Meta Platforms Inc. is reportedly planning more layoffs in March as part of an efficiency drive after having laid off around 11,000 employees in November.
The Financial Times, referencing employees familiar with the situation, Saturday reported that Meta has delayed finalizing multiple teams’ budgets ahead of the planned cuts. The delays are claimed to have resulted in a “mess,” with a lack of clarity resulting in “zero work” being done as managers have been unable to plan future workloads.
The Meta insiders claim that projects and decisions that previously have taken days to sign off are now taking months, including in high-priority areas such as metaverse and advertising. Consequently, employees at Meta are said to be demotivated and demoralized due to ongoing uncertainty.
In an investor call following its earnings report on Feb. 1, Cheif Executive Officer Mark Zuckerberg (pictured) said Meta was “going to be more proactive about cutting projects that aren’t performing or may no longer be as crucial” and his main focus “is on increasing the efficiency of how we execute our top priorities.”
Dubbing 2023 the “year of efficiency,” Zuckerberg also said on the call that “next, we’re working on flattening our org structure and removing some layers in middle management to make decisions faster.” Given Zuckerberg’s words, the idea that Meta is preparing for further significant job cuts is no surprise. Just how big the next round of layoffs will be is unknown, however.
Ahead of the initial round of layoffs in November, Zuckerberg reportedly told executives that he had been too ambitious about how he expected the company to grow and had hired way too many staff. Coming into the first round of layoffs, Meta had two quarters of disappointing earnings reports. Combined with activist shareholders calling for cuts, it was clear that Meta had to do something to avoid the macroeconomic iceberg it was heading toward.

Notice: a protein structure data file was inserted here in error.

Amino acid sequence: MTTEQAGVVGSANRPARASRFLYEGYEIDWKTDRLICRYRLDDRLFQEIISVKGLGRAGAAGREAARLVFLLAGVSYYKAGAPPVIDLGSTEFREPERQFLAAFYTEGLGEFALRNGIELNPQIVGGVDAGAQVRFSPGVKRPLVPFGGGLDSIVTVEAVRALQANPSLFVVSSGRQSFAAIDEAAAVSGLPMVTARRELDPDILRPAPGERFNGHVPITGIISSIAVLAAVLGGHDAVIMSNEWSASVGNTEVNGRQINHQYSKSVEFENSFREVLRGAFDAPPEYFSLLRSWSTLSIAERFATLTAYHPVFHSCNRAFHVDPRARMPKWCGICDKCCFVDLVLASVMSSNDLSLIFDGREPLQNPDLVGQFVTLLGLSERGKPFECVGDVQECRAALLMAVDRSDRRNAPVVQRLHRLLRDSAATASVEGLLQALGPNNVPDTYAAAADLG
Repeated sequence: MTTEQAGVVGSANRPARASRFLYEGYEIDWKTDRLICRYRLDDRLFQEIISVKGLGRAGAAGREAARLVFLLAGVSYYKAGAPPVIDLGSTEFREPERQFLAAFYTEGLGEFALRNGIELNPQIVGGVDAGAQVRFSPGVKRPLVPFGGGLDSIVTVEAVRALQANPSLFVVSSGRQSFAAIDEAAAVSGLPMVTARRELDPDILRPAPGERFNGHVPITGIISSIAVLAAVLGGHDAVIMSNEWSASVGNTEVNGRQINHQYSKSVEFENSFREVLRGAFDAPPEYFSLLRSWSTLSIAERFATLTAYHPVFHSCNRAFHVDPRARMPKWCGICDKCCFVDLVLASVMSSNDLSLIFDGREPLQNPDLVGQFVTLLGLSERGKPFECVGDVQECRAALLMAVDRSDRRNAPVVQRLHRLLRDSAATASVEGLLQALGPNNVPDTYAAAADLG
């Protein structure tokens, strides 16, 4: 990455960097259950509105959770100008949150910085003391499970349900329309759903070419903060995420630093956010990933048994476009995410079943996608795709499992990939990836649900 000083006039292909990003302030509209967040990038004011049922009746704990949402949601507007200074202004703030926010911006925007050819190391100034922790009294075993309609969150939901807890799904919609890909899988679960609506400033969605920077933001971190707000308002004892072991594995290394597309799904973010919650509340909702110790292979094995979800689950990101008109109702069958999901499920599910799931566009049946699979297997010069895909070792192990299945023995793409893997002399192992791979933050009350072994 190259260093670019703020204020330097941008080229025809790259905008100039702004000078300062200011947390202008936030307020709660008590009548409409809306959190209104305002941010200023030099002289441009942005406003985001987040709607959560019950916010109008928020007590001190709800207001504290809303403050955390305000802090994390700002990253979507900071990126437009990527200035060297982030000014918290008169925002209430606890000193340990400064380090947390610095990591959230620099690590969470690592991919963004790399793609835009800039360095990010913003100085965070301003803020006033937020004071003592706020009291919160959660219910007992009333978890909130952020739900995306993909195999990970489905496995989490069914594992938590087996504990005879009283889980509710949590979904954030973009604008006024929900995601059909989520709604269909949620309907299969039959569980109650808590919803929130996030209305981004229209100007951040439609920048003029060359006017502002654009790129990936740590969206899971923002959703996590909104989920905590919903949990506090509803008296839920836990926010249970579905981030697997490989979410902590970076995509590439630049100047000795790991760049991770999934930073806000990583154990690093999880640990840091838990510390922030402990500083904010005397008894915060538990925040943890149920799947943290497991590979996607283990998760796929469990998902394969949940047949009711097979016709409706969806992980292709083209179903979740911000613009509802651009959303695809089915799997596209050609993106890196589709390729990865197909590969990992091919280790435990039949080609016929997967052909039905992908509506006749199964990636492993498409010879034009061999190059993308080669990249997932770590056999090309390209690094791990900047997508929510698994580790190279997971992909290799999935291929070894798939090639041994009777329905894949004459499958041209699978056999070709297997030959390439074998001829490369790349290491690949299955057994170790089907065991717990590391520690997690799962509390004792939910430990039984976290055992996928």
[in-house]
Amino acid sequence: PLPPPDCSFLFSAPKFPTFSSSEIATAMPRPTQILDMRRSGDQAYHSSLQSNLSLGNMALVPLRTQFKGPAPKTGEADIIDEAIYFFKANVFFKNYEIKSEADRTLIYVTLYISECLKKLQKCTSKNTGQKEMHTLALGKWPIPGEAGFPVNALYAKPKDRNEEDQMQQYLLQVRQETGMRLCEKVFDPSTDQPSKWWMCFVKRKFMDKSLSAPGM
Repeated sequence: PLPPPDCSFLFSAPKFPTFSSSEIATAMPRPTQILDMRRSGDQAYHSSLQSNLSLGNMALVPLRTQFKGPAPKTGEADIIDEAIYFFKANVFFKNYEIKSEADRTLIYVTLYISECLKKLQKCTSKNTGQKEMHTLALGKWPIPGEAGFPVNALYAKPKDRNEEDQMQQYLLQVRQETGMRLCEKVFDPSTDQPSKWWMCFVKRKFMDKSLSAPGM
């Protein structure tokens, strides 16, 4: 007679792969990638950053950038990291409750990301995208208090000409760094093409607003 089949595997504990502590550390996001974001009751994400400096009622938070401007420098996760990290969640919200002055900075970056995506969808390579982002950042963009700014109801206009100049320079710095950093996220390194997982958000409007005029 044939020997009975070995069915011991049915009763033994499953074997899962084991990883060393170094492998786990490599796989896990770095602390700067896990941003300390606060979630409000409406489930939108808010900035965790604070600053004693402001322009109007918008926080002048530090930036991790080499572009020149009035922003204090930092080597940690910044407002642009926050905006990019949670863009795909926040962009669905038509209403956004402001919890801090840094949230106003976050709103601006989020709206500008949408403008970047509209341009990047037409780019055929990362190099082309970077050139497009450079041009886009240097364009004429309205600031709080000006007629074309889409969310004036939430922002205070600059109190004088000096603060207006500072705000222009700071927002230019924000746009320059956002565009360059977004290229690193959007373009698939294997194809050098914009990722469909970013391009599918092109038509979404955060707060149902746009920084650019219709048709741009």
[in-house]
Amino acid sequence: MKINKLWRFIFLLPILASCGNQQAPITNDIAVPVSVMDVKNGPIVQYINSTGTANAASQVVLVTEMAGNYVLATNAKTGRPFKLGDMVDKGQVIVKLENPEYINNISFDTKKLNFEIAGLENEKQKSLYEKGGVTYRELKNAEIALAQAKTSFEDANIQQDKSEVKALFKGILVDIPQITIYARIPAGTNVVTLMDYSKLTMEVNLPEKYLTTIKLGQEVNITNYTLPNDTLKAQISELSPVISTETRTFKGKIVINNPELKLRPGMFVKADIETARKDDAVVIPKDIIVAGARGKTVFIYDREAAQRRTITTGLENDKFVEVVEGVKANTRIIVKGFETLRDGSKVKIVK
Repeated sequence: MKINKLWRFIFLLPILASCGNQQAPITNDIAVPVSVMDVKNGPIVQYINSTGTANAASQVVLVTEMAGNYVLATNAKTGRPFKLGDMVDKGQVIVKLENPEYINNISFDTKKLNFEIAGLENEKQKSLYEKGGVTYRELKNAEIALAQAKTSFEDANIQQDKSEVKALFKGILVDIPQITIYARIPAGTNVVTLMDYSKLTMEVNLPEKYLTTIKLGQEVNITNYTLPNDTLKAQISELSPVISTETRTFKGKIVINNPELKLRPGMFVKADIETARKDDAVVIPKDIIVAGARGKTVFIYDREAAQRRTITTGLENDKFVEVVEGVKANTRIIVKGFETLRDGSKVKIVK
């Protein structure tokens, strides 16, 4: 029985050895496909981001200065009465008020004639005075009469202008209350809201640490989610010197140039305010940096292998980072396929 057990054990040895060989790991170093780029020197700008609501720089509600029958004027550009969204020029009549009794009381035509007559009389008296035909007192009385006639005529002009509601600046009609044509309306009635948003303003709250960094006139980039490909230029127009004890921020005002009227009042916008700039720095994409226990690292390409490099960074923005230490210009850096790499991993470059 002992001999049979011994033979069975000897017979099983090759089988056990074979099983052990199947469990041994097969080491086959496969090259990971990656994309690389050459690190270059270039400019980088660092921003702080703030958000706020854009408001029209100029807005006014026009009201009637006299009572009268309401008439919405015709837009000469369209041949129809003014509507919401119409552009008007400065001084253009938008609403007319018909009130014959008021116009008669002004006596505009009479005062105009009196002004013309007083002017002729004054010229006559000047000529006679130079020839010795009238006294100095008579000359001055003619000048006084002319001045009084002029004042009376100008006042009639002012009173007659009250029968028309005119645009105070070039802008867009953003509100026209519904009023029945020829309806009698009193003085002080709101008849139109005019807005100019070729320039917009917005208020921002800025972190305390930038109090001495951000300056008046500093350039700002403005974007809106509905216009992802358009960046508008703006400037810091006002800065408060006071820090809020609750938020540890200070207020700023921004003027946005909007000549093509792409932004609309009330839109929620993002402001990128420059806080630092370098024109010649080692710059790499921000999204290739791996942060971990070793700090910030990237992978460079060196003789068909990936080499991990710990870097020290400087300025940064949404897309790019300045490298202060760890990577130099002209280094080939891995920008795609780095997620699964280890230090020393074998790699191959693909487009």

Come the earnings report on Feb. 1 and, even though the layoffs were still fresh, Meta surprised investors with its outlook.
Although its earnings per share were down in its fiscal fourth quarter because of restructuring charges of $4.2 billion, the company also forecast operating expenses of $89 billion to $95 billion in fiscal 2023, down from its previous guidance of $94 billion to $100 billion. Capital expenditures were also forecast to drop to $30 billion to $33 billion, down from a previously forecast $34 billion to $37 billion. Added to the mix was a $40 billion share repurchase program, another popular move with investors.
After dropping below $100 per share in November, Meta stock has nearly doubled in price since announcing the cost-cutting. With Zuckerberg still under pressure — Meta stock is still down by over half its peak in September 2021 — further cost-cutting, including layoffs, would appear to be a given at this point as Meta strives to increase its share price and please investors.